How we Teach? Digital Humanities Pedagogy in an Imperfect World

I was honoured to give this keynote at the CSDH/SCHN conference at Congress in Calgary on Wednesday.

I would like to start by thanking Susan Brown, Jon Bath, Michael Ullyot, and CSDH for inviting me to speak here. I’m sorry Susan isn’t here because I wanted her to hear this, too, so would someone tweet out to her that it is a particular honor for me to be here because #myDH (as the hashtag goes) is Canadian. Many of the people in this room have been directly responsible in ways they will never know for shaping my relationship to the Digital Humanities and my identity as a Digital Humanist - my training, my professionalization, my research and publication agenda. But more important, you have epitomized for me the possibilities for progressive, collaborative, thoughtful DH, and why that is crucial to the ways in which global DH should be conducted. You have also taught me that those possibilities come with responsibility, and that that responsibility cannot be taken lightly. And so I take this talk very seriously and personally. Continue reading How we Teach? Digital Humanities Pedagogy in an Imperfect World

Introductory Markup Experiments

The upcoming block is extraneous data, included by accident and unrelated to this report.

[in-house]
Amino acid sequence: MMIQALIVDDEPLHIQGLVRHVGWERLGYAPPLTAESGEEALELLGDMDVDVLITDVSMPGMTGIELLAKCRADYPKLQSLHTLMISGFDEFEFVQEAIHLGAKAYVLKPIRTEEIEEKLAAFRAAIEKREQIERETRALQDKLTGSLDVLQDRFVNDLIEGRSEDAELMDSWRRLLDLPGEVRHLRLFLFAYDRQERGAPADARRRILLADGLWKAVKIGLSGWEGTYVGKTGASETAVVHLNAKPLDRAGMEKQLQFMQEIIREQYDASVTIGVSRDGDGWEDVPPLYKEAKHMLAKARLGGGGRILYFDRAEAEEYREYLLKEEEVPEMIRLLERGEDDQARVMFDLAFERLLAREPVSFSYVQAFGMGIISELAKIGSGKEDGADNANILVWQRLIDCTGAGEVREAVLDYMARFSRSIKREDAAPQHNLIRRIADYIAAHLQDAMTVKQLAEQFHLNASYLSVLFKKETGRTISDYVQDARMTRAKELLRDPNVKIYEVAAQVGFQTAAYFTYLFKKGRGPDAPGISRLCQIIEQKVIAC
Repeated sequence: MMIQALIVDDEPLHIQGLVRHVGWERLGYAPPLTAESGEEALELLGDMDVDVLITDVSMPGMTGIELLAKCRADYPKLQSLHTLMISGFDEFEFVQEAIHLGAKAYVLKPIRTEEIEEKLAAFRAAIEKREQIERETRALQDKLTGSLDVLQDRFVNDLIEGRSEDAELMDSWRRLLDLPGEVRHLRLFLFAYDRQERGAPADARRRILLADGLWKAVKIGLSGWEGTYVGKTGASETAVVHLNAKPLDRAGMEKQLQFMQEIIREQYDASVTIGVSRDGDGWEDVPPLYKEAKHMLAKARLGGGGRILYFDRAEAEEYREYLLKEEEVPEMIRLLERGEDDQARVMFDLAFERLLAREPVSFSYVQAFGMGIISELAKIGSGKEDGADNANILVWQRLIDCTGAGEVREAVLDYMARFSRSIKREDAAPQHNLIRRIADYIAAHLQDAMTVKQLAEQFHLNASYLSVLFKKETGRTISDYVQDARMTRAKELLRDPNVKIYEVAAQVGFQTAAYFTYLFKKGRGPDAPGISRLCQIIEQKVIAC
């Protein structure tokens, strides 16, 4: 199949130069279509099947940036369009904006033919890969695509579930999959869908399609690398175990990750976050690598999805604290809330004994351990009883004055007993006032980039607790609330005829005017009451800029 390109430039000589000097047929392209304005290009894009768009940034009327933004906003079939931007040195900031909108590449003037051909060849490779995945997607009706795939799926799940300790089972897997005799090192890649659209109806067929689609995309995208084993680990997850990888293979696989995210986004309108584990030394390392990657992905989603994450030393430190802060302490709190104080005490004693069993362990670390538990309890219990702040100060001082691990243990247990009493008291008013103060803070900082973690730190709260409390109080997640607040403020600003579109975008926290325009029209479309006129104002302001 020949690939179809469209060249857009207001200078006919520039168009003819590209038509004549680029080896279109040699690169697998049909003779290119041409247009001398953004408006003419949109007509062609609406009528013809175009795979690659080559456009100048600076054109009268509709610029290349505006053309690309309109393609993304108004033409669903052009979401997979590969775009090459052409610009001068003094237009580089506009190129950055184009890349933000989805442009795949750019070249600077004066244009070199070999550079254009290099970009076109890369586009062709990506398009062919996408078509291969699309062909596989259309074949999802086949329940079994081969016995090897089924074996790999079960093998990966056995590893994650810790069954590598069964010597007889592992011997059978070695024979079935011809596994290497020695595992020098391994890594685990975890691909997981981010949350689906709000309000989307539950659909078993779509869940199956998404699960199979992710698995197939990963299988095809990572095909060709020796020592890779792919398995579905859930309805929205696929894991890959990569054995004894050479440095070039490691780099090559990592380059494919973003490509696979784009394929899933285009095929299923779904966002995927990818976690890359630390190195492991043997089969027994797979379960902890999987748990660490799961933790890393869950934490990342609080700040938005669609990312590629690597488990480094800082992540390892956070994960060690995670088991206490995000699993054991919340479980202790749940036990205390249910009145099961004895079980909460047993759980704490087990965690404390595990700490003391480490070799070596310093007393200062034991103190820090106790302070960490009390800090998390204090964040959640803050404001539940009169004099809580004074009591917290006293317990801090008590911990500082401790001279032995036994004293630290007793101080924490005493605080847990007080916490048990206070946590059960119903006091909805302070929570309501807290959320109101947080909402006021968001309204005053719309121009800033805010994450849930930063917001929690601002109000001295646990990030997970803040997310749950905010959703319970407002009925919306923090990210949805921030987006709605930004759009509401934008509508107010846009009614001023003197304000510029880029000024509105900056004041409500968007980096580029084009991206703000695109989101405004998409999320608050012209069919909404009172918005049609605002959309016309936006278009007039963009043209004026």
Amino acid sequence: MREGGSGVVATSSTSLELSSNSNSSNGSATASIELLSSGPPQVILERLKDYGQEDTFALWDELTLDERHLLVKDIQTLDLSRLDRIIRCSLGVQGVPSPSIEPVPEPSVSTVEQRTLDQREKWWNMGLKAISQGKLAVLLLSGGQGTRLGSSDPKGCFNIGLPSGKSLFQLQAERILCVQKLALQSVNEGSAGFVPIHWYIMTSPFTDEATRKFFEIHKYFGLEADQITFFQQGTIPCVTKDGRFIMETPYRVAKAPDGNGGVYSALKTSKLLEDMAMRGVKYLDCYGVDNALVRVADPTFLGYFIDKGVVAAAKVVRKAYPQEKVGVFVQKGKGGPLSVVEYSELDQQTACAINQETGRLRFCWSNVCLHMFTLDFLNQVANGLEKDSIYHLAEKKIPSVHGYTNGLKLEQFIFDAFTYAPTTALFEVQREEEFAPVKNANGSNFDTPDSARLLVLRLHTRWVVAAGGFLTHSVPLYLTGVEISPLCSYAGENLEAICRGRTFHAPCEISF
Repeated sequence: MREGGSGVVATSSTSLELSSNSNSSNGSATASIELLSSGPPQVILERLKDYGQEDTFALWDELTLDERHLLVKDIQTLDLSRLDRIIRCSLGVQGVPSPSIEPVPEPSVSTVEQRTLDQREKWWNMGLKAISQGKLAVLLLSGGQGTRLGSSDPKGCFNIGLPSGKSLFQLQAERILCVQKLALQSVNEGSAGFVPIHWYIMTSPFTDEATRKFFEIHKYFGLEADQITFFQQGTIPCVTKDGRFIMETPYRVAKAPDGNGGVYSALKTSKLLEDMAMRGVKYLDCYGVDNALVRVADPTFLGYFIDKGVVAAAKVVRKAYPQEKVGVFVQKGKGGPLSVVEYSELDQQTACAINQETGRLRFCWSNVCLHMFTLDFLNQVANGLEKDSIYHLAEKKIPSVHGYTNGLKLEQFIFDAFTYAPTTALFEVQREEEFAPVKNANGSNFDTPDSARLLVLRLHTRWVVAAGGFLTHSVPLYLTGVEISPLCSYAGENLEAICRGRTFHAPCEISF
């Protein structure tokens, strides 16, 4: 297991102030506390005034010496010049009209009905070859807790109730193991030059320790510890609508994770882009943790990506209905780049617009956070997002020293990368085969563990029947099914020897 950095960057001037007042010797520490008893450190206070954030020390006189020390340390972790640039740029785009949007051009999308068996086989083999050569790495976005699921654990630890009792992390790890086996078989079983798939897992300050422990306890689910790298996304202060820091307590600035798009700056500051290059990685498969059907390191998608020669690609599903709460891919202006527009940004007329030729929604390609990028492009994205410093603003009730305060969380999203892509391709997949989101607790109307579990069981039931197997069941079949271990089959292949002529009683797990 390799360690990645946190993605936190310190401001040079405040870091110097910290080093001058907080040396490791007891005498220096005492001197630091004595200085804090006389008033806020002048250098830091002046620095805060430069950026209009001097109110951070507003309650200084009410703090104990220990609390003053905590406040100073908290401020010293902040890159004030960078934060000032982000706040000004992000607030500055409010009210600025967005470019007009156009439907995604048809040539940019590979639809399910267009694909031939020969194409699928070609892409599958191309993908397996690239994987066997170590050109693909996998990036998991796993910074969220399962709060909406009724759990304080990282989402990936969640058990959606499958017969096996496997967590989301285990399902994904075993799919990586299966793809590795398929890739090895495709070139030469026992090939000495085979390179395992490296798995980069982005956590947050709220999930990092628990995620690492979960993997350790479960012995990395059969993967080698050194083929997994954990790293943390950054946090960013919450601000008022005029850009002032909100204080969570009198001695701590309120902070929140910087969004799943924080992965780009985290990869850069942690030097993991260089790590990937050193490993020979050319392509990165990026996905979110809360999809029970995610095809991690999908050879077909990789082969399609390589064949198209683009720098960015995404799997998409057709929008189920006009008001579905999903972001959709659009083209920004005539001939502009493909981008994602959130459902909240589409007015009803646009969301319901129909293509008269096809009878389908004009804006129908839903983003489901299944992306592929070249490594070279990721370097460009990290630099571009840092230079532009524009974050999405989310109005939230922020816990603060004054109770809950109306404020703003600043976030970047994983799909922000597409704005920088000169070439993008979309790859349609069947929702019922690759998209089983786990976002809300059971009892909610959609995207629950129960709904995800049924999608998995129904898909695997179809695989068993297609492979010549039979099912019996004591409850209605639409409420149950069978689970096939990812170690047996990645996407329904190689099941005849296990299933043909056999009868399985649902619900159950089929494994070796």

This week in my HUMN 100 course we began the TEI module, which will see students tagging individual anecdotes in "Tarlton's Jests" and compiling them into a digital edition. We've been wrestling with some computer problems this term that have made the round-table collaborative nature of last fall's course a bit harder to sustain. Several students have had to work on the lab PCs around the edge of the room, which means their backs are to me, and they're not connecting with one another, either.

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Pedagogical Hermeneutics and Teaching DH in a Liberal Arts Context

Katie Faull and I gave the following presentation last week at DH2015 in Sydney, Australia.

This is an abbreviated form of the talk.  The complete version will be published as an article in the near future.

We take our title from Alan Liu’s challenge to DH educators to develop a distinctive  pedagogical hermeneutic of “practice, discovery, and community” What does this look like?  How do we put this into practice?

This paper focuses on our teaching experience at Bucknell University in the academic year 2014-15 to show how the planning, design, and execution of a new project-based course, Humanities 100, introduced undergraduate students to the world of digital humanities through the use of selected digital tools and methods of analysis.
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